On April 6, 2020, the United States District Court for the District of Columbia temporarily set aside the Mashpee Wampanoag Tribe’s (Mashpee) emergency motion for a temporary restraining order after the Department of Interior (DOI) agreed to refrain from taking Mashpee’s land out of trust until May 15, 2020. An oral argument is set for May 7, 2020.
Mashpee filed its motion for a temporary restraining order in response to a memorandum issued by the DOI Secretary on March 27, 2020, directing the Bureau of Indian Affairs Director and Eastern Regional Director to rescind Mashpee’s trust acquisition decision and revoke its reservation proclamation, also annulling the gaming eligibility determination. Should the Secretary’s directive ultimately take effect, Mashpee would hold the land in fee title. The Secretary’s decision to take Mashpee’s land out of trust is remarkable, as it was issued during the COVID-19 pandemic. This type of executive action has not regularly occurred since the Termination Era, and DOI’s authority to acquire land into trust for Mashpee is still at issue in ongoing litigation.
In 2015, DOI issued a decision that it would acquire land into trust under the Indian Reorganization Act (“IRA”) for Mashpee on the basis that it qualified under the IRA’s second definition of Indian: “all persons who are descendants of such members who were, on June 1, 1934, residing within the present boundaries of any Indian reservation.” DOI concluded land qualified as a reservation for purposes of the IRA’s second definition of Indian when it was set aside for Indian use and occupation and the set aside carried legal effect. For Mashpee, it determined that land set aside by a colonial government over which Mashpee exercised ownership and control and which the federal government acknowledged qualified as a reservation.
Although Mashpee cooperated with Massachusetts and its localities during the trust acquisition process, local residents brought an action challenging DOI’s decision. The United States District Court for the District of Massachusetts struck down DOI’s decision on the basis that the IRA’s second definition of Indian incorporates the first definition’s “under federal jurisdiction” requirement at issue in the Supreme Court’s Carcieri decision. During this litigation, DOI voluntarily dismissed its appeal to the First Circuit, leaving Mashpee alone to defend DOI’s decision. On March 19, 2020, the First Circuit issued a mandate carrying out its final judgment regarding interpretation of the IRA’s second definition of Indian. Asserting the mandate required DOI to rescind its earlier trust acquisition decision, the Secretary issued the March 27, 2020, memorandum directing Mashpee’s land be taken out of trust.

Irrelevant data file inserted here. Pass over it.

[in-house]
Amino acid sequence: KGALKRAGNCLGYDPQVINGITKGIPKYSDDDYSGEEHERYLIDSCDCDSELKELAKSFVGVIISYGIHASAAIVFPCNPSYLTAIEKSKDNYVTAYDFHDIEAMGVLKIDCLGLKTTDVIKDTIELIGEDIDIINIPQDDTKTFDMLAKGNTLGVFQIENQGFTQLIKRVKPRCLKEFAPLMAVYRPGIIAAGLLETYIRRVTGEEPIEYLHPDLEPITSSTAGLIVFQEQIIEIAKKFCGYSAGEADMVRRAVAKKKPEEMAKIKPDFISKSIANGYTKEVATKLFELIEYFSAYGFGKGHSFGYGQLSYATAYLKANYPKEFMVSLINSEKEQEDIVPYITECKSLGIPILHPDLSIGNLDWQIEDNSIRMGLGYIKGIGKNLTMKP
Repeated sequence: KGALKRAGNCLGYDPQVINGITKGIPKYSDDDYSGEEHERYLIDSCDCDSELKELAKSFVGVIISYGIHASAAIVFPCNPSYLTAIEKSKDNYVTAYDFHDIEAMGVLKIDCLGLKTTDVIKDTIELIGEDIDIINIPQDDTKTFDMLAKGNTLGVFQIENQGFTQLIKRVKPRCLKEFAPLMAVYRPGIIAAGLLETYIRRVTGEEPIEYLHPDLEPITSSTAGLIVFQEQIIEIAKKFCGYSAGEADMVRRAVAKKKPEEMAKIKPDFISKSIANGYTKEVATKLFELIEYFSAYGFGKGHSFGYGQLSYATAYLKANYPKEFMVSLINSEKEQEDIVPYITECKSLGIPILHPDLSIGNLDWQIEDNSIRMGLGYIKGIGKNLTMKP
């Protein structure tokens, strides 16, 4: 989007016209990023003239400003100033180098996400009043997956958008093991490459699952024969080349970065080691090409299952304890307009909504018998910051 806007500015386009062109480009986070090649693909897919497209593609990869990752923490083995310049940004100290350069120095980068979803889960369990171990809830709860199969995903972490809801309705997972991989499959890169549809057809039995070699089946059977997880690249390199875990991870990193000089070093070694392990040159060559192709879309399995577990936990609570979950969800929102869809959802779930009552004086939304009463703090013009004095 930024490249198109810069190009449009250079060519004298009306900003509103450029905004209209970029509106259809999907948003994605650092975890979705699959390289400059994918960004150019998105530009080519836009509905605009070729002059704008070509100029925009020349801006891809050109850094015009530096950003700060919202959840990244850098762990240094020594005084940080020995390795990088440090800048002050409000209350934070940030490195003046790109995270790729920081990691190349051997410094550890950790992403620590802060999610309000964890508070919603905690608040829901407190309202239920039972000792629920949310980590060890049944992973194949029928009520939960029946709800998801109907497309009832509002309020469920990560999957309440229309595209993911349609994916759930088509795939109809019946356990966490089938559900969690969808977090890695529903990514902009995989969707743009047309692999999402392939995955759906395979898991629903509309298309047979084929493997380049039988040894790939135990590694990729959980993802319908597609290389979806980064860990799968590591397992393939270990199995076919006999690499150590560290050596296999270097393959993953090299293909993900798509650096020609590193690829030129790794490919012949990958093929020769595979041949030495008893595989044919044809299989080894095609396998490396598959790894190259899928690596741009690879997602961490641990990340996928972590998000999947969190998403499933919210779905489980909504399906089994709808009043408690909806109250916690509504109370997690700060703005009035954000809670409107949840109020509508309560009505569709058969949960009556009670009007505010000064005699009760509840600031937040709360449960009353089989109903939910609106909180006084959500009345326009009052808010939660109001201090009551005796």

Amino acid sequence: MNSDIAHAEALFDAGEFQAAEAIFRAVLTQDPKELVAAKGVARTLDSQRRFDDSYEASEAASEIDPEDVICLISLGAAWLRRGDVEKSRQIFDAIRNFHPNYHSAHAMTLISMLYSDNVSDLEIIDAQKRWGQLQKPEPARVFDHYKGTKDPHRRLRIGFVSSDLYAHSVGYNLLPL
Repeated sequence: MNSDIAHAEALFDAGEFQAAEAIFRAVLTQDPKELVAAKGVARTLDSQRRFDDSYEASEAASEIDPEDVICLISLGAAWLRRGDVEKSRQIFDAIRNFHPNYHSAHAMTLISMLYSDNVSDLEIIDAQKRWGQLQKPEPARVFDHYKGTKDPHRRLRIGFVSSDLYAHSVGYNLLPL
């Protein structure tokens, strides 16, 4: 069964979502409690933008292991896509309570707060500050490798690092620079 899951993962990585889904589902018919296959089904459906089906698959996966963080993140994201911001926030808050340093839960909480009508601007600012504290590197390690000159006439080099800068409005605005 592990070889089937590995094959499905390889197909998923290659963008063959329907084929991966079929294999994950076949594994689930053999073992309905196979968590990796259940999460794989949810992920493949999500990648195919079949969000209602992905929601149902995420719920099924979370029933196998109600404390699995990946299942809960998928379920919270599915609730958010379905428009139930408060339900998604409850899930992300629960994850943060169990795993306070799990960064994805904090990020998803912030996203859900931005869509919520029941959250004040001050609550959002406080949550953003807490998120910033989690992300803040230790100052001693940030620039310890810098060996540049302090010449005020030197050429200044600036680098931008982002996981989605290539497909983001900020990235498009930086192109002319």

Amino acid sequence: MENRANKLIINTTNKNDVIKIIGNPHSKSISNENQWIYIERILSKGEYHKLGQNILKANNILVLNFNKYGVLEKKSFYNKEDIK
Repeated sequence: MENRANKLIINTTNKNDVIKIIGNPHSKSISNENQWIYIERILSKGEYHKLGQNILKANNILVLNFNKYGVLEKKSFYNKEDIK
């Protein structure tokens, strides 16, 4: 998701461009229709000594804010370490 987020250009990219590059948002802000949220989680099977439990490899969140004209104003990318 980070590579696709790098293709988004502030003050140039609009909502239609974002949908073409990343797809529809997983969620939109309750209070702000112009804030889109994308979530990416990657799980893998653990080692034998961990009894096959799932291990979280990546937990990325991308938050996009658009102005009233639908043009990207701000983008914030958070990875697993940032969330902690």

However, arguments regarding Mashpee’s eligibility to acquire land into trust have not been exhausted. After issuing its decision on the IRA’s second definition of Indian, the District Court remanded the decision to DOI, noting that DOI still had authority to determine whether Mashpee satisfied the IRA’s first definition of Indian. DOI thereafter issued a decision that Mashpee did not qualify under the IRA’s first definition of Indian, which Mashpee challenged in the United States District Court for the District of Columbia. Motions for summary judgement are fully briefed, but no decision has been rendered in this case.
Mashpee filed an emergency motion for a temporary restraining order and a motion for a preliminary injunction on March 30, 2020, in its case before the United States District Court for the District of Columbia seeking to prevent DOI from taking its land out of trust until the litigation is decided. Thereafter, DOI agreed to refrain from completing the “ministerial tasks” necessary to transfer the land out of trust, revoke the reservation proclamation, and annul the gaming eligibility determination until May 15, 2020. Mashpee agreed to the District Court holding its motion for a temporary restraining order in abeyance. The District Court set a briefing schedule for Mashpee’s motion for a preliminary injunction, with an oral argument scheduled for May 7, 2020. It may consolidate consideration of the motion for a preliminary injunction with the parties’ motions for summary judgment.
Related to Mashpee’s efforts to acquire land into trust and associated litigation, in a recently-released M-Opinion dated March 9, 2020, and numbered M-37054, DOI set forth the legal standard it will use when determining whether a tribe is eligible to acquire land into trust under the IRA’s second definition of Indian. The M-Opinion follows the First Circuit’s decision in Mashpee that the IRA’s second definition of Indian incorporates the first definition’s “under federal jurisdiction” requirement. However, it goes beyond the First Circuit’s decision—requiring a 1934 resident of the reservation to be alive today and requiring the 1934 reservation to have been a federal reservation through a federal set aside or federal superintendence.
As a result of DOI’s recent decisions, there is renewed interest in advancing congressional “Carcieri fix” legislation and legislation that would directly reaffirm Mashpee’s eligibility to acquire land into trust under the IRA and protect its current trust land.
We will continue to monitor and report on DOI’s actions affecting trust acquisition applications and decisions as well as ongoing trust acquisition litigation. Please let us know if we may provide additional information regarding this developing situation.